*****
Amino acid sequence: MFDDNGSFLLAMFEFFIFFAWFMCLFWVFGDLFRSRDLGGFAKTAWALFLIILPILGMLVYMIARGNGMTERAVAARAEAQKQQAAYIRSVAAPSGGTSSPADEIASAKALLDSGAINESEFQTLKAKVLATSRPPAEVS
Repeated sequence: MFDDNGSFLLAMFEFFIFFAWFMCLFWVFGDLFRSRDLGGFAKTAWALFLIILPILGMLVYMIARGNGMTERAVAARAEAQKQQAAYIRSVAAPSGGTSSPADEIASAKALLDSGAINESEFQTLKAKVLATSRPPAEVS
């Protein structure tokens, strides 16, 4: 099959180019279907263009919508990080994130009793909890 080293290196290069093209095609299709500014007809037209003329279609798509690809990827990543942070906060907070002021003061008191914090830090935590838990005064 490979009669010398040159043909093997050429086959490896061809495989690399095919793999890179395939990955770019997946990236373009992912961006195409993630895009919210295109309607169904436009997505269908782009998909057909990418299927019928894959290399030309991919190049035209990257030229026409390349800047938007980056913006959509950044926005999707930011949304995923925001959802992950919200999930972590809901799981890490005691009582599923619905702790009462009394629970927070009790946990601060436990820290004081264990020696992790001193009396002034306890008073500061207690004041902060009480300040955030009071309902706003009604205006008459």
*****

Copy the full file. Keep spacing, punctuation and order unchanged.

Amino acid sequence: MFDDNGSFLLAMFEFFIFFAWFMCLFWVFGDLFRSRDLGGFAKTAWALFLIILPILGMLVYMIARGNGMTERAVAARAEAQKQQAAYIRSVAAPSGGTSSPADEIASAKALLDSGAINESEFQTLKAKVLATSRPPAEVS
Repeated sequence: MFDDNGSFLLAMFEFFIFFAWFMCLFWVFGDLFRSRDLGGFAKTAWALFLIILPILGMLVYMIARGNGMTERAVAARAEAQKQQAAYIRSVAAPSGGTSSPADEIASAKALLDSGAINESEFQTLKAKVLATSRPPAEVS
């Protein structure tokens, strides 16, 4: 099959180019279907263009919508990080994130009793909890 080293290196290069093209095609299709500014007809037209003329279609798509690809990827990543942070906060907070002021003061008191914090830090935590838990005064 490979009669010398040159043909093997050429086959490896061809495989690399095919793999890179395939990955770019997946990236373009992912961006195409993630895009919210295109309607169904436009997505269908782009998909057909990418299927019928894959290399030309991919190049035209990257030229026409390349800047938007980056913006959509950044926005999707930011949304995923925001959802992950919200999930972590809901799981890490005691009582599923619905702790009462009394629970927070009790946990601060436990820290004081264990020696992790001193009396002034306890008073500061207690004041902060009480300040955030009071309902706003009604205006008459």